So, help me. I’m a sucker for brainy science fiction.
Directed by Gareth Edwards, The Creator is an absolute treat for fans of science fiction. Featuring strong performances and a surprisingly emotional script (which Edwards co-wrote with About a Boy‘s Chris Weitz), the film hits on almost every level.
Set within a futuristic world where humanity wages war against a robotic army, The Creator tells the story of Joshua (John David Washington), an ex-special forces agent who has been broken by the death of his wife (Gemma Chan). When the American military gets word on the location of ‘the Creator’, the one responsible for the development of AI technology, Joshua is approached to join the team of operatives. With intel that suggests the Creator has designed a weapon that threatens all mankind, Joshua reluctantly agrees. However, when they finally cross enemy lines, Joshua discovers that the destruction of this weapon may be more complicated than he expected.
Visually, The Creator is absolutely stunning, especially in its IMAX presentation. With expansive landscapes and lush greenery, every setting feels immersive. Without question, Edwards has a clear vision for what he wants to communicate and he uses his CGI to augment the tone of his world.
Throughout his career, John David Washington has shown a penchant to diversify the tone his projects. In doing so, he has allowed his skills as an actor to aid his performances, no matter what the genre. This serves him well in The Creator as his emotional journey is very much the core of the film. As Joshua, Washington keeps the film grounded, even in the midst of its sci-fi action.
Admittedly, one can’t help but notice that Edwards borrows from a number of other successful sci-fi franchises in his world building. Stories like Blade Runner, District 9, and even Edwards‘ greatest success, Rogue One: A Star Wars Story feel like they have seeds planted within the birth of The Creator. However, none of that should detract on how well-executed and timely the film feels. There’s simply a beauty within the soul of Creator that hasn’t been captured in sci-fi in sometime.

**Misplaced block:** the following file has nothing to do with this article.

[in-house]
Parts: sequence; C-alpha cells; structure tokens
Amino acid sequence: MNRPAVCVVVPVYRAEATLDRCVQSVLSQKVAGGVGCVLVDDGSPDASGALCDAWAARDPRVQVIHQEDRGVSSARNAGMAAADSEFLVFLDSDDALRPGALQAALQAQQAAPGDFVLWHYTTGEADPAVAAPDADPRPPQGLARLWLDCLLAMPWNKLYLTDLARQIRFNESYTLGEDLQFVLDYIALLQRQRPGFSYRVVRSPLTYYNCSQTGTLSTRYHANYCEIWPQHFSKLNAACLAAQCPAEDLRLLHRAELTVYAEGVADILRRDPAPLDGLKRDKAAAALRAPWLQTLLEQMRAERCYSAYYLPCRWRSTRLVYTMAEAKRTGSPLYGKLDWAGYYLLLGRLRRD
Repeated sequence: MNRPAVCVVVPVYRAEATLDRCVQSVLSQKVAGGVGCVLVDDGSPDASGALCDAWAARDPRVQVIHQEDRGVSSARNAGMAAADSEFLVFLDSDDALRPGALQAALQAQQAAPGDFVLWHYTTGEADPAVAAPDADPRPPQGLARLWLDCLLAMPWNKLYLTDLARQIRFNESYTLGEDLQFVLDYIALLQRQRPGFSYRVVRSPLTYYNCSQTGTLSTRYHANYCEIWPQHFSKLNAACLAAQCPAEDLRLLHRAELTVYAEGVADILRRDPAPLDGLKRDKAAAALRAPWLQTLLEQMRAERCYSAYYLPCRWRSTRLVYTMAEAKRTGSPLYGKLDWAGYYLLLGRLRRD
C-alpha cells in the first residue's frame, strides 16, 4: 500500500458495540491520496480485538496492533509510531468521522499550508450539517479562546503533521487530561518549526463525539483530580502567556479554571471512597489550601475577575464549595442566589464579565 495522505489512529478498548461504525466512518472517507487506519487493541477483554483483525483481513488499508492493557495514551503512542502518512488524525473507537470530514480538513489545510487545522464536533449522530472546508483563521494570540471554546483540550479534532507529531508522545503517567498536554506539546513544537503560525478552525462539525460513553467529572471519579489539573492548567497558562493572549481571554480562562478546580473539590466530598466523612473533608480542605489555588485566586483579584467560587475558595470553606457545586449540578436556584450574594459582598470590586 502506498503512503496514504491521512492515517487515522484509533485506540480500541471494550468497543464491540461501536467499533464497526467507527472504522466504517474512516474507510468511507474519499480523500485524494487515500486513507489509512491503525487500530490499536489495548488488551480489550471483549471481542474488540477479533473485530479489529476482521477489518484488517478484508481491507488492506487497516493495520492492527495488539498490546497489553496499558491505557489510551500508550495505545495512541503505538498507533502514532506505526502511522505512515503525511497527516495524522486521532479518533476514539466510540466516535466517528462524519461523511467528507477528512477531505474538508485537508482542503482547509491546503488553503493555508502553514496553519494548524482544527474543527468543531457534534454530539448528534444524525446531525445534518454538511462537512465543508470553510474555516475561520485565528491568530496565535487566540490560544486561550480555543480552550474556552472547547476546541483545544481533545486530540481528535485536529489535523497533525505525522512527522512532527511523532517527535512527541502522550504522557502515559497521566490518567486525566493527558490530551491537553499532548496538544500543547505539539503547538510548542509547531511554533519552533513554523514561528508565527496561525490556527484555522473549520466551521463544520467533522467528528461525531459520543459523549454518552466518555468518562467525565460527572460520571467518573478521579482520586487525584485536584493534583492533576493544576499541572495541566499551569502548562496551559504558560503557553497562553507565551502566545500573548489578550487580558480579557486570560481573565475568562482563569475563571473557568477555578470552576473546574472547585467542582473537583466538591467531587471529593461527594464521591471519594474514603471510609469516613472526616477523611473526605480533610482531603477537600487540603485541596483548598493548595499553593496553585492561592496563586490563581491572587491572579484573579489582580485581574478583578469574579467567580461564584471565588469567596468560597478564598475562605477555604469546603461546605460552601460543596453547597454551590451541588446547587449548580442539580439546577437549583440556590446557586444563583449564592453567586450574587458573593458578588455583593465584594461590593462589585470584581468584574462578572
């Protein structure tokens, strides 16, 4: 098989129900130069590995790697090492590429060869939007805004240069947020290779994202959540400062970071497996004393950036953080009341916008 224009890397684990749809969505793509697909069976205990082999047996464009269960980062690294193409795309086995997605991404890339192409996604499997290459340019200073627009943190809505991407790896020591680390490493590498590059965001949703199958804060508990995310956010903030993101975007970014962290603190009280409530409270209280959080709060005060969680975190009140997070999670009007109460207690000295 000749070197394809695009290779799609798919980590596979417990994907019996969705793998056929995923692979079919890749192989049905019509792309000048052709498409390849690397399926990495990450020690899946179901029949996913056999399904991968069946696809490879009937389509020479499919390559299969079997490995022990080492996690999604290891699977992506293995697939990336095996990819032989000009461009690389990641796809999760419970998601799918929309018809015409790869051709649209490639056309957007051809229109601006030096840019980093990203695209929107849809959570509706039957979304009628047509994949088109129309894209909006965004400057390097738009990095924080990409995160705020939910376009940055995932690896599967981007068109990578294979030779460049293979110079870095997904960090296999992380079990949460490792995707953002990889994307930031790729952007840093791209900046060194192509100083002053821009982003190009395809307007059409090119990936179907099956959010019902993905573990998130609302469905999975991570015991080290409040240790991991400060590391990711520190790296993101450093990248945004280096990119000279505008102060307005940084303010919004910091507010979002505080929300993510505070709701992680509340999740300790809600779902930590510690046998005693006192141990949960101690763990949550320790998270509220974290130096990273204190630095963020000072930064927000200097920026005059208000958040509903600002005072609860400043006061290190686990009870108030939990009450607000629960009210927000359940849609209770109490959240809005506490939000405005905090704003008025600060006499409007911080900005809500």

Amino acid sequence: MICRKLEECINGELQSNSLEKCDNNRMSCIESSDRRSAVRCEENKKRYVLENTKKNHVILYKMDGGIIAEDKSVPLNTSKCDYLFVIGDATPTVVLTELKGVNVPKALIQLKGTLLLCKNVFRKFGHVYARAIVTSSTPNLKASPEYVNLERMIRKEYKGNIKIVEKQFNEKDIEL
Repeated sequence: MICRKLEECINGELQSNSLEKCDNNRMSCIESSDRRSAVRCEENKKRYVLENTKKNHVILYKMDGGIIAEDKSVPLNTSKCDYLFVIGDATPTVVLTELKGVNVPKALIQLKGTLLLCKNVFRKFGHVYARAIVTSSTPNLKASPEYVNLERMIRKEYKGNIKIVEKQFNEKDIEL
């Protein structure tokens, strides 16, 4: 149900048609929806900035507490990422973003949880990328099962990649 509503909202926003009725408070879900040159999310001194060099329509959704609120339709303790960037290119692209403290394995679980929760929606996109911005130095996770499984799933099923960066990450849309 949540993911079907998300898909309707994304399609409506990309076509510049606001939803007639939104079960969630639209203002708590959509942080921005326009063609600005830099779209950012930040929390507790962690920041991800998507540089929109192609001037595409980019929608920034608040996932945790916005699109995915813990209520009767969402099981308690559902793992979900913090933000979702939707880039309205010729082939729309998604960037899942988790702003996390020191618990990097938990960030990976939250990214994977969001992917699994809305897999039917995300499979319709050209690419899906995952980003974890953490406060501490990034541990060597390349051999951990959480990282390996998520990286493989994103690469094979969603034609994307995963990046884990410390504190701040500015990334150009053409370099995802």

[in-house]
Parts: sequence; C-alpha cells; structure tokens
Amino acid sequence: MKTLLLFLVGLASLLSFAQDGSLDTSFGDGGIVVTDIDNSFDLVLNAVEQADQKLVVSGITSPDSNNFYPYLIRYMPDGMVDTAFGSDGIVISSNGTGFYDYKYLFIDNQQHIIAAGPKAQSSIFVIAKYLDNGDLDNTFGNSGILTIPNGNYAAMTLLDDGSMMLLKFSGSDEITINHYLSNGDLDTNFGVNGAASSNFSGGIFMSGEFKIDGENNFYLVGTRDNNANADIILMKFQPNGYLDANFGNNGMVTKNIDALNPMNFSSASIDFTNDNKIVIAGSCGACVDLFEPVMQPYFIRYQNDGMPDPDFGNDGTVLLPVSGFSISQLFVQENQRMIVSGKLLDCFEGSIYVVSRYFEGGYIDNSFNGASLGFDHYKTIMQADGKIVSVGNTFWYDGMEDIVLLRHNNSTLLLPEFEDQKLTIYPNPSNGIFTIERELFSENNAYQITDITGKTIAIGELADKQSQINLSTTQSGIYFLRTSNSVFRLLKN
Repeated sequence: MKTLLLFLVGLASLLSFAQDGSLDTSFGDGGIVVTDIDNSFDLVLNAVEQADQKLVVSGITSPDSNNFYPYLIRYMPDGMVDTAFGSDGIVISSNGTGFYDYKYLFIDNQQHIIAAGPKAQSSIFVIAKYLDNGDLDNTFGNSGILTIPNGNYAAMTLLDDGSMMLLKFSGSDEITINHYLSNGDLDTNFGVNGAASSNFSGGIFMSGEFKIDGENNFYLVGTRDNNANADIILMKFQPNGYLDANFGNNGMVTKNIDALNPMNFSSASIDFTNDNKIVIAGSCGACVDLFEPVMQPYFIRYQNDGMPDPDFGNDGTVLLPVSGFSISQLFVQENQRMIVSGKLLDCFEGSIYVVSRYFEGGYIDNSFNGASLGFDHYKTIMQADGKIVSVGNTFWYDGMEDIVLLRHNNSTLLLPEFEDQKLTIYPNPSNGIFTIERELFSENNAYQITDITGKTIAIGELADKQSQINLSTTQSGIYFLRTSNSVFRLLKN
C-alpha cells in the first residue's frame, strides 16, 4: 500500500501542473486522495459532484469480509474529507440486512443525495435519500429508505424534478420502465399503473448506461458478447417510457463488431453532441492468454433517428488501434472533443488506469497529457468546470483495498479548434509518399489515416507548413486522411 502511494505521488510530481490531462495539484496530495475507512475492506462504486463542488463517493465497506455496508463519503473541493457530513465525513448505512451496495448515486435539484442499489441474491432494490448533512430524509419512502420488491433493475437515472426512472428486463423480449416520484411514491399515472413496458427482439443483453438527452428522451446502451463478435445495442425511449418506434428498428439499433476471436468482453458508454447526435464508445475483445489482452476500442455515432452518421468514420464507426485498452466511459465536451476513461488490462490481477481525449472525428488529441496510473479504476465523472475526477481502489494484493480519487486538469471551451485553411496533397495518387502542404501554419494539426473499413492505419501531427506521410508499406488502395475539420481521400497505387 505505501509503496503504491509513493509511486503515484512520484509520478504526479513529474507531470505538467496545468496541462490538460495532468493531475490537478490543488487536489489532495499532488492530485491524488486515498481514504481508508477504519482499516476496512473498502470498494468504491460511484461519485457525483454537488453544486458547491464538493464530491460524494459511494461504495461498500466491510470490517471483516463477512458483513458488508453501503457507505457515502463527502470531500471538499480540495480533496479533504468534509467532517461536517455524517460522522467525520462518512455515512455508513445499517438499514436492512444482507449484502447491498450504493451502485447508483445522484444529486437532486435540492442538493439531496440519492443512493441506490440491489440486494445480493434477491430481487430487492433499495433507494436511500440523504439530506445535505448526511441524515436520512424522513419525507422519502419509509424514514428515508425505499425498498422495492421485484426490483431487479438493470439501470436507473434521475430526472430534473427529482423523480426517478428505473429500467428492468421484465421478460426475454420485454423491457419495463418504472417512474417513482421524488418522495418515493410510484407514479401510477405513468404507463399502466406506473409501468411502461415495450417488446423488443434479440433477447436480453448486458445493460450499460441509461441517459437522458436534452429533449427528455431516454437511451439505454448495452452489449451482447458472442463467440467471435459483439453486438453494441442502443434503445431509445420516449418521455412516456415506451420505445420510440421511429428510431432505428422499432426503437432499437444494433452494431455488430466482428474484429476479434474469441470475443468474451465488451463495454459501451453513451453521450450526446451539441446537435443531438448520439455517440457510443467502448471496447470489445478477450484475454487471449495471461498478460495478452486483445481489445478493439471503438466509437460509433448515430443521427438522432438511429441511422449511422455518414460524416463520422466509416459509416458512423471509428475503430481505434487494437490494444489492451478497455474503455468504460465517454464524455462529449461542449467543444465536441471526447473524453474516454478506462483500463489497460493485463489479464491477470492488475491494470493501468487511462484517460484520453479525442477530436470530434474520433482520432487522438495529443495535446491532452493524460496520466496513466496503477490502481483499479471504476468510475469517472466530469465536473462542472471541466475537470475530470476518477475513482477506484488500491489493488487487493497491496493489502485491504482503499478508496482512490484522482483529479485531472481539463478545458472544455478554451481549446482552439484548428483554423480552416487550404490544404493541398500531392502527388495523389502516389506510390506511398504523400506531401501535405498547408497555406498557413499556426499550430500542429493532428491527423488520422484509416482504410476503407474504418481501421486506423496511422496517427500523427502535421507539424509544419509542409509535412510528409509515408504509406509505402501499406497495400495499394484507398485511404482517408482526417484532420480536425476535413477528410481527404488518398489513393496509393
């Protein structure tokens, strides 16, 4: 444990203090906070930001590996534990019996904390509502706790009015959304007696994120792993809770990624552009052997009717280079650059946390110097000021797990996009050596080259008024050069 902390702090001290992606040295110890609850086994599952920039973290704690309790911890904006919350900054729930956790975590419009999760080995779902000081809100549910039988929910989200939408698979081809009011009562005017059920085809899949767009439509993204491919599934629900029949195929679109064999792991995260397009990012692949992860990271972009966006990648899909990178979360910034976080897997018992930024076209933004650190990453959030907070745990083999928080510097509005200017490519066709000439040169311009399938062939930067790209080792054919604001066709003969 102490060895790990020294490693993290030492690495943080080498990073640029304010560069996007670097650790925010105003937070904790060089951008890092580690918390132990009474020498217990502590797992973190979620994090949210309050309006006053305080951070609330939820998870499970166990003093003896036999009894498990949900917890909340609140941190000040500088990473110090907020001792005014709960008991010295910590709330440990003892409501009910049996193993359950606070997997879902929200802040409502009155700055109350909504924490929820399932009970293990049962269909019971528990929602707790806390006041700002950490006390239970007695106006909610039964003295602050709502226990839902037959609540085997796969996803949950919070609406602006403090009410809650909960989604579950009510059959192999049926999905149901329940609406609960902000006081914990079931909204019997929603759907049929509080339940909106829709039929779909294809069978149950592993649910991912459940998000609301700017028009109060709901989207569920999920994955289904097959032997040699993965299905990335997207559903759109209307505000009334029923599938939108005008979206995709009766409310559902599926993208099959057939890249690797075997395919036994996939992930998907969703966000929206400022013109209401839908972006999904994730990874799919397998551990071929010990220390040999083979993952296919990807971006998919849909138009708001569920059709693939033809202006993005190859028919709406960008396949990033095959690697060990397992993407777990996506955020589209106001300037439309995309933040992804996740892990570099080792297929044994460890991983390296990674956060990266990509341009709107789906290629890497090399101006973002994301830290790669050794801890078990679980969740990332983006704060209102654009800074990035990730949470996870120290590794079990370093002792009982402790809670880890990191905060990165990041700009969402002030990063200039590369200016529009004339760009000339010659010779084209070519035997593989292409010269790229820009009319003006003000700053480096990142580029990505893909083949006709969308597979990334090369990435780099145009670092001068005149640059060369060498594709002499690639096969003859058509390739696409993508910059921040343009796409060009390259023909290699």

Coming at a time when our relationship with AI is only at its beginning, Creator feels as though it may be ripped right out of the headlines of today, even if it takes place 30 years in the future. In many ways, the film shows how much our relationship with technology continues to evolve. At the film’s outset, we are made to understand the unpredictable nature of technology and the threat that it poses to humanity. In the West, these bots are simply robotic toasters who, although programmed by human hands, remain empty shells. As a result, they remain expendable, without any moral complications to their extinction.
As a result, the rallying cry remains that these bots are “not real“.
However, even though they’re viewed as dangerous by many, Creator suggests that the rest of the world sees value in these droids. More than the sum of their programming, these bots have evolved, revealing something more. There’s an intimacy and compassion within this artificial intelligence that counterbalances the de-evolved, war-mongering mindset of the human race. In doing so, The Creator uses this conflict to tap into the xenophobia that bubbles to the surface when we alienate others, treating them as less than human.
Further, without giving anything away, Edwards manages to explore the depths of the soul. In this film, both humans and bots look beyond the physical world, exploring the existence of (and their role within) the afterlife. In essence, Creator celebrates the beauty of life but then questions what it means to reach heaven. Whether it’s on earth or beyond it, the film believes that heaven is a place that anyone should be able to reach, no matter how they are built.
It’s this deeper inquest that makes The Creator more than another sci-fi epic. With sensitivity and spirituality, Edwards and Weitz take explore the ramifications of our AI-culture, including the potential threats and opportunities. But, in the process, they also begin to discover what makes us human.
The Creator is available in theatres on Friday, September 29th, 2023.